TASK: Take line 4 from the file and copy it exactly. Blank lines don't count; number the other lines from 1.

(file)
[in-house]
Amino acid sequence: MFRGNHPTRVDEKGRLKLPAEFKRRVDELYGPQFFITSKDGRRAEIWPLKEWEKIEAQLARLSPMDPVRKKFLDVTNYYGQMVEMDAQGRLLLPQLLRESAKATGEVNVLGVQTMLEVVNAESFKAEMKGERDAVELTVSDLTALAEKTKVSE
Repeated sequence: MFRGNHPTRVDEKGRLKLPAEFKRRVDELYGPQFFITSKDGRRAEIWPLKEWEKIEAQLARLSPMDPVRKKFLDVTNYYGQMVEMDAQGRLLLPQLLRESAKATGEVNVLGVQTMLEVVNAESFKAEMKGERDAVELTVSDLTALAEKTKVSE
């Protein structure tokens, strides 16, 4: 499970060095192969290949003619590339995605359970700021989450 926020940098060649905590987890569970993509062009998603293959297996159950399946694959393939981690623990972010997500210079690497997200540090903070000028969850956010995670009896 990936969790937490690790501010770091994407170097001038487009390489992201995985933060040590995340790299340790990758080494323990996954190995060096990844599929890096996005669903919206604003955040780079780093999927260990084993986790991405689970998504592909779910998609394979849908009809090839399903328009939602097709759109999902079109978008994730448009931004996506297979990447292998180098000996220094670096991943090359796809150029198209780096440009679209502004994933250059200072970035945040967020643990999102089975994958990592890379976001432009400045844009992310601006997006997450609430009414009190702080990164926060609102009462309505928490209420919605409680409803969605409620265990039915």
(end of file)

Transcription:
């Protein structure tokens, strides 16, 4: 499970060095192969290949003619590339995605359970700021989450 926020940098060649905590987890569970993509062009998603293959297996159950399946694959393939981690623990972010997500210079690497997200540090903070000028969850956010995670009896 990936969790937490690790501010770091994407170097001038487009390489992201995985933060040590995340790299340790990758080494323990996954190995060096990844599929890096996005669903919206604003955040780079780093999927260990084993986790991405689970998504592909779910998609394979849908009809090839399903328009939602097709759109999902079109978008994730448009931004996506297979990447292998180098000996220094670096991943090359796809150029198209780096440009679209502004994933250059200072970035945040967020643990999102089975994958990592890379976001432009400045844009992310601006997006997450609430009414009190702080990164926060609102009462309505928490209420919605409680409803969605409620265990039915």